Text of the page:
If you enjoy streaming on-demand video content over the web, you may have picked up on Hulu's recent move to crack down on those attempting to access the service from outside the US. How does the move affect Hulu users in Australia, and what can you do get around Hulu's stricter geoblocking measures? Read on to find out.
First up, some basics for those new to the world of online content streaming. Hulu, like well known streaming rival Netflix, offers on-demand video delivered over the web to PCs, mobile devices, games consoles and the like.
You pay a monthly fee, and in return get movies, TV shows, documentaries and more – including some content available to Hulu users only – whenever you feel the need for an entertainment fix.
Strictly speaking Hulu is only available in the US, but the ever-resourceful online community has found any number of ways to “cheat the system” without technically breaking any laws.
The most common approach is to use a Virtual Private Network (VPN) that is located in the US. Hulu sees only the location of the VPN, not your own, and thinks everything is above board.
Problem is, that's now changed. Since the end of April subscribers in Australia have been denied access by Hulu's beefed up geoblocking tools, and when attempting to sign in have been greeted by the following message:
“Based on your IP address, we noticed you are trying to access Hulu through an anonymous proxy tool. Hulu is not currently available outside the US. If you’re in the US, you’ll need to disable your anonymizer to access videos on Hulu.”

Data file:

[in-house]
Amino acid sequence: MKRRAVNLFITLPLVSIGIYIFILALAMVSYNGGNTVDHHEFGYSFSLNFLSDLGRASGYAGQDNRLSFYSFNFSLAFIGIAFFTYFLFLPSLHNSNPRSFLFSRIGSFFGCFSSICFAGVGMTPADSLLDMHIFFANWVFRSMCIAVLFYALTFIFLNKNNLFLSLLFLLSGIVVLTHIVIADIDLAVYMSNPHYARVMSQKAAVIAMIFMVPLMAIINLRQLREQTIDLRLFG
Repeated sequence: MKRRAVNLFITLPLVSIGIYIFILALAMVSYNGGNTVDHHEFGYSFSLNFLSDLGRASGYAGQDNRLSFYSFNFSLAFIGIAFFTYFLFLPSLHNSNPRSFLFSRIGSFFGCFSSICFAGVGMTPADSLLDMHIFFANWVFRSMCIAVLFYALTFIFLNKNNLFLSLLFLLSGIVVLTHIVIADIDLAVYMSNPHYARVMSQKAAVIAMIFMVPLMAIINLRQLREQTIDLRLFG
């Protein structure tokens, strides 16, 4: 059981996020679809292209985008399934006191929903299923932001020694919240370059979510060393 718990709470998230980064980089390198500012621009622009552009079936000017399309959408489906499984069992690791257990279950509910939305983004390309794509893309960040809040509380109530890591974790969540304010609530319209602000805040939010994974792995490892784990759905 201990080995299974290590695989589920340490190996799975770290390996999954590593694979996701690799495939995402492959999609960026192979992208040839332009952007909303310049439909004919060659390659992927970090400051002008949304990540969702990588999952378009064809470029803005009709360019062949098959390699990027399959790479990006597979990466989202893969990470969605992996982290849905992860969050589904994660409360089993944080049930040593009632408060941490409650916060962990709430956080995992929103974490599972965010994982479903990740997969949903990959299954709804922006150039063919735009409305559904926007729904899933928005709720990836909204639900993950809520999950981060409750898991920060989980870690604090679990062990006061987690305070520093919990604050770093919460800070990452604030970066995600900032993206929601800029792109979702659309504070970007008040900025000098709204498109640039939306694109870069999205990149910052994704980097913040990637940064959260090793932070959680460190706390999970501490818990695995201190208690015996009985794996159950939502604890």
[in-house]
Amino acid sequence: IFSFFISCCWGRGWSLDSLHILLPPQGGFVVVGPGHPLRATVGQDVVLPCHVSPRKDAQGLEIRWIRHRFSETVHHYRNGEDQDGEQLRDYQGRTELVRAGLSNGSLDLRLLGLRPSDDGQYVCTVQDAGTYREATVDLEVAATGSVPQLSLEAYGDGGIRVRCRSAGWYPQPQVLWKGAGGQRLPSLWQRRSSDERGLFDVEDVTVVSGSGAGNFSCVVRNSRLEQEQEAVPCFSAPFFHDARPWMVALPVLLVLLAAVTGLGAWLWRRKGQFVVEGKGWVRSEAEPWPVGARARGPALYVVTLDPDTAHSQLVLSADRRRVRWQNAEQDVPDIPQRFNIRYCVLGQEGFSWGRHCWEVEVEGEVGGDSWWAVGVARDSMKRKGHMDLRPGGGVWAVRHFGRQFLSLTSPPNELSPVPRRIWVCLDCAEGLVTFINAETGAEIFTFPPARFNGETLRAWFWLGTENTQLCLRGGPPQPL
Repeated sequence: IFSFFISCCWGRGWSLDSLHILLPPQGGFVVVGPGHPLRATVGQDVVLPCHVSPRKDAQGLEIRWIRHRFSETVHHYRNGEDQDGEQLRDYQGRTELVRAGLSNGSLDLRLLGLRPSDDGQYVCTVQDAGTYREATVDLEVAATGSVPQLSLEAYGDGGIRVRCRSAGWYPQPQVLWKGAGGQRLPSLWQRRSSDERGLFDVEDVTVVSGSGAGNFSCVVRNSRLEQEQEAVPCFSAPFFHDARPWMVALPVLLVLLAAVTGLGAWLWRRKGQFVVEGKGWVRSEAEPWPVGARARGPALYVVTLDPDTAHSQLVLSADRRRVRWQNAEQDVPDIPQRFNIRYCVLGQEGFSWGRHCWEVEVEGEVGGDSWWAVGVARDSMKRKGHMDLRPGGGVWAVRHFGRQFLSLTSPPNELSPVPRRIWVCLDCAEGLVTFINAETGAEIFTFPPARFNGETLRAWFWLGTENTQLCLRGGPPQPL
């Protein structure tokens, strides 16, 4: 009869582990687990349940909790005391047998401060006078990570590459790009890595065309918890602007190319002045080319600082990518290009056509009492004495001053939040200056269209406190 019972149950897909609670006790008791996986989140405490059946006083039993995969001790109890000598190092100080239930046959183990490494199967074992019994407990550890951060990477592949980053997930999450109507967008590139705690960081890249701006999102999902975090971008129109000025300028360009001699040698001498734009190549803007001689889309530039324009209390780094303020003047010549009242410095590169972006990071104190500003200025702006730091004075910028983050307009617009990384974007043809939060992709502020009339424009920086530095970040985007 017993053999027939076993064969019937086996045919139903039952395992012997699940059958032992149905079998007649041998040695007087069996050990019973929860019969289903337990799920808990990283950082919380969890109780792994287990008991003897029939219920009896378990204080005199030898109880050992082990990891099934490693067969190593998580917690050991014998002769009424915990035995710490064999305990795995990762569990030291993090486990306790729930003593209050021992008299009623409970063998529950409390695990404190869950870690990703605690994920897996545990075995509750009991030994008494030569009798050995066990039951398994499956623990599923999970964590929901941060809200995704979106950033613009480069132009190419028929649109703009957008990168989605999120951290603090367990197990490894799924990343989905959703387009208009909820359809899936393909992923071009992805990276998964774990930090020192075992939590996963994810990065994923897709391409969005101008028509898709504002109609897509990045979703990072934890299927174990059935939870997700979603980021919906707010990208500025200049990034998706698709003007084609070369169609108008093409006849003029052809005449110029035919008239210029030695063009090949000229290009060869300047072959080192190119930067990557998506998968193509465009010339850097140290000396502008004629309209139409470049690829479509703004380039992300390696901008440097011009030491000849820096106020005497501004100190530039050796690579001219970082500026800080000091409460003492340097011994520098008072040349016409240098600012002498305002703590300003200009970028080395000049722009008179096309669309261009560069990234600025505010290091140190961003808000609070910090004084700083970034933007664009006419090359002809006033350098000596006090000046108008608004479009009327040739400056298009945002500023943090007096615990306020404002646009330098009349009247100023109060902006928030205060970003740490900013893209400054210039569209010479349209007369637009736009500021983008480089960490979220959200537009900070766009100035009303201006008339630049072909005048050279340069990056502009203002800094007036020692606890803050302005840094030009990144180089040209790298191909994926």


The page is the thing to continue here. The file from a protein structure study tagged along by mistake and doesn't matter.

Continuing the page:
So why the change, and why now? At this point, it's not 100% certain. It could simply be the latest move aimed at curbing online piracy, while it could also be a technical step towards the holy grail of Hulu finally launching a full service in Australia.
Chance would be a fine thing, but in the meantime it essentially doesn't matter: VPN is no longer an option for accessing Hulu from an IP address located in Australia.
So what now? The good news is you can get around these restrictions. VPN web addresses are geo-blocked on a case-by-case basis, and torrent sites and other ingenious online types are constantly setting up new ones to stay ahead of the game.
There are other options too, including using web browser extensions like Hola Unblocker or signing up to a third party content unblocking service. The fact is the picture surrounding online streaming and geo-blocking is constantly changing. Your best bet is to search for the most up-to-date picture of what your options are and what they entail.
And that's a good thing. Online video streaming is one of the most lucrative and rapidly growing digital industries around, and though it may be hard to believe, services like Hulu are actually on your side.
They'd love nothing more than to open the door to legitimate international subscribers and rake in the extra cash that would bring. The problem, as ever, is the content itself and the maze of international rights agreements that fuel annoying DRM measures and geo-blocking tools.
In the end, though, the very fact that the current status quo is leaving millions of Australian consumer dollars unspent every month guarantees it's just a matter of time before these issues are resolved. Of course, then we'll no doubt have the dreaded “Australia tax” to complain about.